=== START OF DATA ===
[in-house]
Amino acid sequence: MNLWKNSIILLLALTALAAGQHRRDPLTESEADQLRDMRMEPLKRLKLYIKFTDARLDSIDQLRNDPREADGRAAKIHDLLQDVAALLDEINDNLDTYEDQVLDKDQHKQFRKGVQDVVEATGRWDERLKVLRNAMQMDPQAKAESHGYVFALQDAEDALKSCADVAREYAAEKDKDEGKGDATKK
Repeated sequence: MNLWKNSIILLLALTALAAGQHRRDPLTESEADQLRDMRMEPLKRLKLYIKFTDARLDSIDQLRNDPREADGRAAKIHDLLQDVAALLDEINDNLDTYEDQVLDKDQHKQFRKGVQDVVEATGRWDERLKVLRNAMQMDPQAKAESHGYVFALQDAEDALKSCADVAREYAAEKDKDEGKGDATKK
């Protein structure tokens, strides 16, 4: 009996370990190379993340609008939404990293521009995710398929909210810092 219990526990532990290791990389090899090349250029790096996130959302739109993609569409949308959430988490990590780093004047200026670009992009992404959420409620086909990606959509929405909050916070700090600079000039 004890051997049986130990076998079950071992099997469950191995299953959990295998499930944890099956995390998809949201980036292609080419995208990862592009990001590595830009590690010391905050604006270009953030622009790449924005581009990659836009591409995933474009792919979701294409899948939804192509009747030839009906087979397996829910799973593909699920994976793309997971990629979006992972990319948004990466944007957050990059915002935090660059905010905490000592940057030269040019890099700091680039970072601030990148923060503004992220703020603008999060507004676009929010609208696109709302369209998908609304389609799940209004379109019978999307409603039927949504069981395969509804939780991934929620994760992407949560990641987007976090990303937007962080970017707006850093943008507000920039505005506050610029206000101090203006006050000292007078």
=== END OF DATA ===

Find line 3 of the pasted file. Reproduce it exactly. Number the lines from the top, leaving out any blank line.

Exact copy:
Repeated sequence: MNLWKNSIILLLALTALAAGQHRRDPLTESEADQLRDMRMEPLKRLKLYIKFTDARLDSIDQLRNDPREADGRAAKIHDLLQDVAALLDEINDNLDTYEDQVLDKDQHKQFRKGVQDVVEATGRWDERLKVLRNAMQMDPQAKAESHGYVFALQDAEDALKSCADVAREYAAEKDKDEGKGDATKK